Fyodor Mikhailovich Dostoevsky
Fyodor Mikhailovich Dostoevsky (Russian: Фёдор Михайлович Достоевский) was a Russian writer of novels, short stories and essays. He was one of the most philosophical of writers.
The word of reconciliation for the East and West
Reconciliation of East and West in the union of the eternal truth of God and of the human freedom.
In one conversation, Dostoevsky applied to Russia the vision of John the Theologian about the woman clothed with the sun and willing in the agony to give birth to her child: the woman is Russia and the child to be born is the new Word which Russia must tell the world. Correct or not such an interpretation of the «great sign», but the new Word of Russia has been guessed correctly by Dostoevsky. This is the word of reconciliation for the East and West in the union of the eternal truth of God and of the human freedom.
Only the Church and nothing else
The Kingdom of Heaven is only entered through the Church which has been founded and established upon earth. The Church in the end must undoubtedly become the kingdom ruling over all the earth.
Our Lord Jesus Christ came to set up the Church upon earth. The Kingdom of Heaven, of course, is not of this world, but in Heaven; but it is only entered through the Church which has been founded and established upon earth. … The Church is, in truth, a kingdom and ordained to rule, and in the end must undoubtedly become the kingdom ruling over all the earth. For that we have the divine promise.
… Russian hopes and conceptions demand not that the Church should pass as from a lower into a higher type into the State, but, on the contrary, that the State should end by being worthy to become only the Church and nothing else. So be it! So be it!
Chapter V. So Be It! So Be It!
The Christian society now is not ready and is only resting on some seven righteous men, but it will transform itself into a single universal and all-powerful Church.
… the Christian society now is not ready and is only resting on some seven righteous men, but as they are never lacking, it will continue still unshaken in expectation of its complete transformation from a society almost heathen in character into a single universal and all-powerful Church. So be it, so be it! Even though at the end of the ages, for it is ordained to come to pass! And there is no need to be troubled about times and seasons, for the secret of the times and seasons is in the wisdom of God, in His foresight, and His love. And what in human reckoning seems still afar off, may by the Divine ordinance be close at hand, on the eve of its appearance. And so be it, so be it!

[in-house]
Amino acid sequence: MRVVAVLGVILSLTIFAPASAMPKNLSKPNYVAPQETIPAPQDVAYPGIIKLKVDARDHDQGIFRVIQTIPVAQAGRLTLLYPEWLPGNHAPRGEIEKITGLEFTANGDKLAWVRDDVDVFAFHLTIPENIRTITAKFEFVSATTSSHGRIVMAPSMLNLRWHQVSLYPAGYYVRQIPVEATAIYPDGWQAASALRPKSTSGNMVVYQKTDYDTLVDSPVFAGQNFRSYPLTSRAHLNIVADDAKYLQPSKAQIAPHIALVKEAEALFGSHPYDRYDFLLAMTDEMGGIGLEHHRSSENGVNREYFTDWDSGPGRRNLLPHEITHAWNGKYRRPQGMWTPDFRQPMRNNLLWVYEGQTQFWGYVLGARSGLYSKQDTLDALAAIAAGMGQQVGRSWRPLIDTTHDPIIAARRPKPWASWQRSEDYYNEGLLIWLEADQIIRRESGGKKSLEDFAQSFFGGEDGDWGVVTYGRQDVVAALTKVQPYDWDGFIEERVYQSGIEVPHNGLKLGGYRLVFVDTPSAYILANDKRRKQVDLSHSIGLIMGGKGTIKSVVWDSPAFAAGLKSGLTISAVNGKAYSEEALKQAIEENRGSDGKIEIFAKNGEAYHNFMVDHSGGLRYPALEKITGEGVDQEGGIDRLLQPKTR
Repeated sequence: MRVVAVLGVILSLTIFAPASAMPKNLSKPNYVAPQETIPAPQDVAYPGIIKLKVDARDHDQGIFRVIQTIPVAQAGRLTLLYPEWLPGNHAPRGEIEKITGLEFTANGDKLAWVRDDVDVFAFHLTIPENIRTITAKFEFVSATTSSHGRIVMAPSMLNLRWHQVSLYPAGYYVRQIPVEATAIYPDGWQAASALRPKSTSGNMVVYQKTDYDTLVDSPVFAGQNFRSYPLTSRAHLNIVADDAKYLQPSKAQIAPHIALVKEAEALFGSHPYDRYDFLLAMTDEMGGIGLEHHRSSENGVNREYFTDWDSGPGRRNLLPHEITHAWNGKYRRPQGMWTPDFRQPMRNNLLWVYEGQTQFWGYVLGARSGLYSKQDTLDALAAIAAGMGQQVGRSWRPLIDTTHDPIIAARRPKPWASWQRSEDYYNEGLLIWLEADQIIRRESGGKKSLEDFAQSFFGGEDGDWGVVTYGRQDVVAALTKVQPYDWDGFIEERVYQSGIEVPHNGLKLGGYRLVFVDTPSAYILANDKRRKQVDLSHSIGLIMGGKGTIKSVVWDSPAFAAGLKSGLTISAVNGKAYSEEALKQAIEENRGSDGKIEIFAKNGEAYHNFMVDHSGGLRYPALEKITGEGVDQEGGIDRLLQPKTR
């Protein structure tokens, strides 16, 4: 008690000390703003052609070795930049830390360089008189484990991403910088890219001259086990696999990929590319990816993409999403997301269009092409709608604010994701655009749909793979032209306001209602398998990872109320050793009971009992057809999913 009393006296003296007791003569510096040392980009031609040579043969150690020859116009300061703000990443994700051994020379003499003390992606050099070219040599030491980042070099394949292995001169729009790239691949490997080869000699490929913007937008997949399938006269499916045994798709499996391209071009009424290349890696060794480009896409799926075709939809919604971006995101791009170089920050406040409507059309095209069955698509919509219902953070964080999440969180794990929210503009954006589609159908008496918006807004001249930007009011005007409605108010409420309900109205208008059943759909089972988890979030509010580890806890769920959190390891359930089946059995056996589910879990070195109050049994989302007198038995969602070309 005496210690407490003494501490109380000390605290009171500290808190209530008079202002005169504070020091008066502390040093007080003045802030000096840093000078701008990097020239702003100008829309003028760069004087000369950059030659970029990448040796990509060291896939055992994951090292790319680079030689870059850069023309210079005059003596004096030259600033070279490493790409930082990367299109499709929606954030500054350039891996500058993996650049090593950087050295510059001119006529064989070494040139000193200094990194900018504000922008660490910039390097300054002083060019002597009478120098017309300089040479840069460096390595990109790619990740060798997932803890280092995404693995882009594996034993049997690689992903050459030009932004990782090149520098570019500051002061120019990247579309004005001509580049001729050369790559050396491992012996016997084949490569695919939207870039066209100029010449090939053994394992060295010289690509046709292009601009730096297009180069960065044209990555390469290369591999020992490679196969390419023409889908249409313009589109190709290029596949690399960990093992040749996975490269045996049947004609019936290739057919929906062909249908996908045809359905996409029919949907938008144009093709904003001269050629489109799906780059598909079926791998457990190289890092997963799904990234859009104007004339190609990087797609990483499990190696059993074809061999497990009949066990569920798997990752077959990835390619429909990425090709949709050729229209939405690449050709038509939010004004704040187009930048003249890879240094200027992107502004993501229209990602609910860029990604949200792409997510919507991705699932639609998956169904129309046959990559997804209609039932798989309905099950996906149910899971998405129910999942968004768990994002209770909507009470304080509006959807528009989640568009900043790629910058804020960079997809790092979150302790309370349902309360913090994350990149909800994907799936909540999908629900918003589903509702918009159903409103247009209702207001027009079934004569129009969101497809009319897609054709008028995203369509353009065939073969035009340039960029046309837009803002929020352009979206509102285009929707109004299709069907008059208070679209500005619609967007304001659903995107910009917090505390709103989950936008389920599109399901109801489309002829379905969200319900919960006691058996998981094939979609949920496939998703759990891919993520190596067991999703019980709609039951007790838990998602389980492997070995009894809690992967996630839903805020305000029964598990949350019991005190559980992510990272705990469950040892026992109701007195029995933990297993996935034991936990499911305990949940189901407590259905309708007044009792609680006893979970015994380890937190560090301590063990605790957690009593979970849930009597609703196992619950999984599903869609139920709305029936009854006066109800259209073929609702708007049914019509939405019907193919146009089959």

Chapter V. So Be It! So Be It!
Dostoevsky means the collapse of humanism
Dostoevsky's work means not only a crisis, but also the collapse of humanism, its inner exposure. In this the name of Dostoevsky must be placed next to that of Nietzsche. After Dostoevsky and Nietzsche, a return to the old rationalistic humanism is no longer possible; humanism has been surpassed. Humanistic self-affirmation and human complacency finds its end with Dostoevsky and Nietzsche. Further lies the path either to the God-man or to the superman, the man-god. It is no longer possible to stop at one human.
Nikolai Alexandrovich Berdyaev
Dostoevsky's world outlook.
Глава II. Человек
Dostoievsky in particular lays bare the contradictions inherent in the humanist ideal whose bankruptcy he demonstrates. Tormented by the problem of human destiny, which was the unique theme of his creative work, Dostoievsky revealed the profound tragedy underlying humanism. His whole dialectic is concerned to make its exposure as complete as possible.
Derogations from the path of freedom to that of compulsion
The path of freedom is difficult and tragic, more beset than any other with heroic responsibility and martyrdom. The paths of necessity and compulsion are easier, less tragic and less heroic. That is why the historical process shows so many derogations from the path of freedom to that of compulsion. This is true of the religious as well as of the secular experience. The temptation is superbly expounded by Dostoievsky in his Legend of the Grand Inquisitor. The Grand Inquisitor wishes to relieve men of the burden of freedom, so that they nay all be happy. Mankind yielded to this temptation in the Inquisition and does so again in our own time in the religion of Communism, which is simply the doctrine of the Grand Inquisitor based on the fall from the path of freedom to that of compulsion, so that mankind may be delivered from the burden of its tragic destiny. This is the very essence of the historical drama, rooted in the conflict between the principles of freedom and compulsion, in the ceaseless supersession of the one by the other.